The Prince of Wales has paid tribute to the "utter, selfless devotion to duty" of NHS staff, volunteers and new "emergency service" of supermarket workers, as he speaks of the "strange, frustrating and often distressing" experience of self-isolation.
Prince Charles, who has had a mild case of coronavirus himself, said those on the front line fighting to save the nation from Covid-19 must be treated with "special consideration" when it came to their shopping, to help them through a "profoundly challenging" situation.
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In a video message, he spoke of his gratitude to the "truly wonderful neighbours, individuals and groups of volunteers who are providing ceaseless care and attention to those most at risk" in support of the "hard-pressed professional services".
"At a time when doctors, nurses and all the vital ancillary staff that form the backbone of our remarkable NHS are increasingly under such enormous strain, and risk, as they battle heroically to save lives in intensive care centres and to contain, as much as possible, the spread of this virus, our thoughts and prayers are very much with those marvellous people whose extraordinary skills and utter, selfless devotion to duty and the care of their patients make us so very proud," he said.
And in a rallying cry to the nation, he said that current situation "must end" at some point, urging the public to "look forward to better times to come".
"Having recently gone through the process of contracting this coronavirus – luckily with relatively mild symptoms – I now find myself on the other side of the illness, but still in no less a state of social distance and general isolation," he said.
"As we are all learning, this is a strange, frustrating and often distressing experience when the presence of family and friends is no longer possible and the normal structures of life are suddenly removed.
"At such an unprecedented and anxious time in all our lives, my wife and I are thinking particularly of all those who have lost their loved ones in such very difficult and abnormal circumstances, and of those having to endure sickness, isolation and loneliness.
"As Patron of Age UK, and my wife the Patron of SilverLine, our hearts go out to all those older people throughout this country who are now experiencing great difficulty.
"However, we also know that in every community up and down this land – where people of all ages are being affected by this virus – there are truly wonderful neighbours, individuals and groups of volunteers who are providing ceaseless care and attention to those most at risk and that all this network of selfless assistance is, in itself, helping to provide vital support and reassurance to the hard-pressed professional services.
"And at a time when doctors, nurses and all the vital ancillary staff that form the backbone of our remarkable NHS are increasingly under such enormous strain, and risk, as they battle heroically to save lives in intensive care centres and to contain, as much as possible, the spread of this virus, our thoughts and prayers are very much with those marvellous people whose extraordinary skills and utter, selfless devotion to duty and the care of their patients make us so very proud.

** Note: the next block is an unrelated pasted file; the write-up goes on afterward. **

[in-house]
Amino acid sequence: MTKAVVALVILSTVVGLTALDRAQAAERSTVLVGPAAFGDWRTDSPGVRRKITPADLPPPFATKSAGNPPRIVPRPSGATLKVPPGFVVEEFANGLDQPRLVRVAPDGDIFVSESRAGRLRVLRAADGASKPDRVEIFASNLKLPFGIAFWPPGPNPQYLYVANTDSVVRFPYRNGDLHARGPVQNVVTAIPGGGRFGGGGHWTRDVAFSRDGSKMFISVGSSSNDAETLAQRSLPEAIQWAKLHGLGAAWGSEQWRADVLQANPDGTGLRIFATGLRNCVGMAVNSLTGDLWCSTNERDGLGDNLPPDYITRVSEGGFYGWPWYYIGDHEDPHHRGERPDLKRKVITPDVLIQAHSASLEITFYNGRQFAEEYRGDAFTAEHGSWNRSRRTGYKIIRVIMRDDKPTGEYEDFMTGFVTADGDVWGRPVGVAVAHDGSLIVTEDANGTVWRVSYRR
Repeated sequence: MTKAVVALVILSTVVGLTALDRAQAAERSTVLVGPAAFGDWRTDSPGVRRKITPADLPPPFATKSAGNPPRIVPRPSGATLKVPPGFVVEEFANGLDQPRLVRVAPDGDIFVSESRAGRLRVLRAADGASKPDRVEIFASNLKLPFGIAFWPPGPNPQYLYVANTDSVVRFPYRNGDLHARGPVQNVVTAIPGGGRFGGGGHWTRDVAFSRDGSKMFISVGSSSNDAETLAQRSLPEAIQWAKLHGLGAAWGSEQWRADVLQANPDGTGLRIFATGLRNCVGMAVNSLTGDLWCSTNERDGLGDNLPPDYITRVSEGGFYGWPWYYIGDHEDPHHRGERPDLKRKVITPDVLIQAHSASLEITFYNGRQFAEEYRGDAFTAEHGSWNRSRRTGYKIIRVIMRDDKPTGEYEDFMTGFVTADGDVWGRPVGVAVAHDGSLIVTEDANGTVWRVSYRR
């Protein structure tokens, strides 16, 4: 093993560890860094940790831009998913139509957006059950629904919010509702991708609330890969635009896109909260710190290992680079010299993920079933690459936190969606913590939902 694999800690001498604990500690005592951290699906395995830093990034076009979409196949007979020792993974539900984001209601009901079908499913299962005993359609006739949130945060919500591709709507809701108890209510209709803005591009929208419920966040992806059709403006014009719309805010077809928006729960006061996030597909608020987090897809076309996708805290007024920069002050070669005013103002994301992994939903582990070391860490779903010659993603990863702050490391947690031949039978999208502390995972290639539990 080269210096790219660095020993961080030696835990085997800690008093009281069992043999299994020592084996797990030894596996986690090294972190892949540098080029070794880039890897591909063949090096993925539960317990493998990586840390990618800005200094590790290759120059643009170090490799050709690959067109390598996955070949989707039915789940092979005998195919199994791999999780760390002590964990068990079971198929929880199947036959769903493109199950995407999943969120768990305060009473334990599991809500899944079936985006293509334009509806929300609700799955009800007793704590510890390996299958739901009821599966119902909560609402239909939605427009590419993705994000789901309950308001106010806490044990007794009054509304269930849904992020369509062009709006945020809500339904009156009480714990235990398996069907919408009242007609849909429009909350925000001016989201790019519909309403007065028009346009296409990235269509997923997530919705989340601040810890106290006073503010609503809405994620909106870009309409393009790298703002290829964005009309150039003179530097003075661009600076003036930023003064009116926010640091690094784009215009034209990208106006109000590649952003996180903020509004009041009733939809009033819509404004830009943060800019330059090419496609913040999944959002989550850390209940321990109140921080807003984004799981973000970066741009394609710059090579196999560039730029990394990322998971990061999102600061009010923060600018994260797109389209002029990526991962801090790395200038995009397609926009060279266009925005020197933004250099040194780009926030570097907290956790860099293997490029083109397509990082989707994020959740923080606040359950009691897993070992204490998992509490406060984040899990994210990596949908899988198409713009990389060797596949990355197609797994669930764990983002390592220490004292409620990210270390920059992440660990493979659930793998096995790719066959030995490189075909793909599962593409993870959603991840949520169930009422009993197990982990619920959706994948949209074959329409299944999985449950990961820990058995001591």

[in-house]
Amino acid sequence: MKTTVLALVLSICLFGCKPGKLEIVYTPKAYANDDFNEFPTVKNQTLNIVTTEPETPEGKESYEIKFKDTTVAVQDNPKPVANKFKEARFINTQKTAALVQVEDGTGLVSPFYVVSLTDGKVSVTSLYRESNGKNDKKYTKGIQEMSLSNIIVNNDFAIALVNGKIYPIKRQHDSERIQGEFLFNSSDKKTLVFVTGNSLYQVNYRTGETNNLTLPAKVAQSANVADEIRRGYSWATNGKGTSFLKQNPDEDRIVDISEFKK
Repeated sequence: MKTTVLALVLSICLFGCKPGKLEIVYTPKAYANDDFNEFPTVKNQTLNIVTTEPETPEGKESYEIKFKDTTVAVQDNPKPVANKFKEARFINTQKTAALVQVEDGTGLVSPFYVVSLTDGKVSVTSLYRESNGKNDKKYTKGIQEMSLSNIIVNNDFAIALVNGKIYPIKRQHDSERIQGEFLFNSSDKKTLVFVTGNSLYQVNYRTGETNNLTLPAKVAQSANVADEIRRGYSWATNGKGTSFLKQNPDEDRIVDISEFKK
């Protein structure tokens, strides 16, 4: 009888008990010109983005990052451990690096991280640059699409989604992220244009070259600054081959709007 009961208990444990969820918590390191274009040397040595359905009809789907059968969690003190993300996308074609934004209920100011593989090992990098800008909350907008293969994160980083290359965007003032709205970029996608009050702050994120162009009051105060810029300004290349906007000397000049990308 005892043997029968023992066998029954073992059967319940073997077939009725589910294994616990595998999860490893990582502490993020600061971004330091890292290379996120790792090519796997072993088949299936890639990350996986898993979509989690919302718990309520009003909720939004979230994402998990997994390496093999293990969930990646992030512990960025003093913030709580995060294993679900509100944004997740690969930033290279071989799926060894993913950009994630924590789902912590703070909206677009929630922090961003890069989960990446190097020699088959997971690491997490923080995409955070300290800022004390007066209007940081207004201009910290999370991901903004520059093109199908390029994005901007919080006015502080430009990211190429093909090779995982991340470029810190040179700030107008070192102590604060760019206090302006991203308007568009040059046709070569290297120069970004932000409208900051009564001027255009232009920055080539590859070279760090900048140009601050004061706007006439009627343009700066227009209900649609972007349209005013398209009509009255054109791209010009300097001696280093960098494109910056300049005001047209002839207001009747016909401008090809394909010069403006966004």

"Indeed, it has been so wonderful to see just how many across the UK have signed up in their hundreds of thousands to be NHS volunteers, offering their help to do whatever they can to provide support to those on the front line.
"It is clearly essential, therefore, that such key people are treated with special consideration when coming off their exhausting duties and trying to do their shopping, for instance, while having to contend with constant anxiety about their own families and friends.
"In this regard, we also think of all those many shop workers who are toiling as hard as they can throughout each and every night to keep supermarket shelves stocked – a further 'emergency service' on which we are all relying.
"As a nation, we are faced by a profoundly challenging situation, which we are only too aware threatens the livelihoods, businesses and welfare of millions of our fellow citizens.
"None of us can say when this will end, but end it will. Until it does, let us all try and live with hope and, with faith in ourselves and each other, look forward to better times to come."
The message was recorded for Age UK on Tuesday morning with the help of staff at Birkhall, the Prince's home in Scotland.
Prince Charles was diagnosed with coronavirus himself last Monday, after suffering mild symptoms over the weekend.
His doctor advised him to be tested, with Clarence House emphasising that he qualified under the NHS due to his age and medical history.
The Prince was not bedridden with the virus and continued to work, making phonecalls from his desk at Birkhall. He is now out of self-isolation.
The Duchess of Cornwall, who tested negative, remains in isolation in the same house until the end of this week, as per government guidance.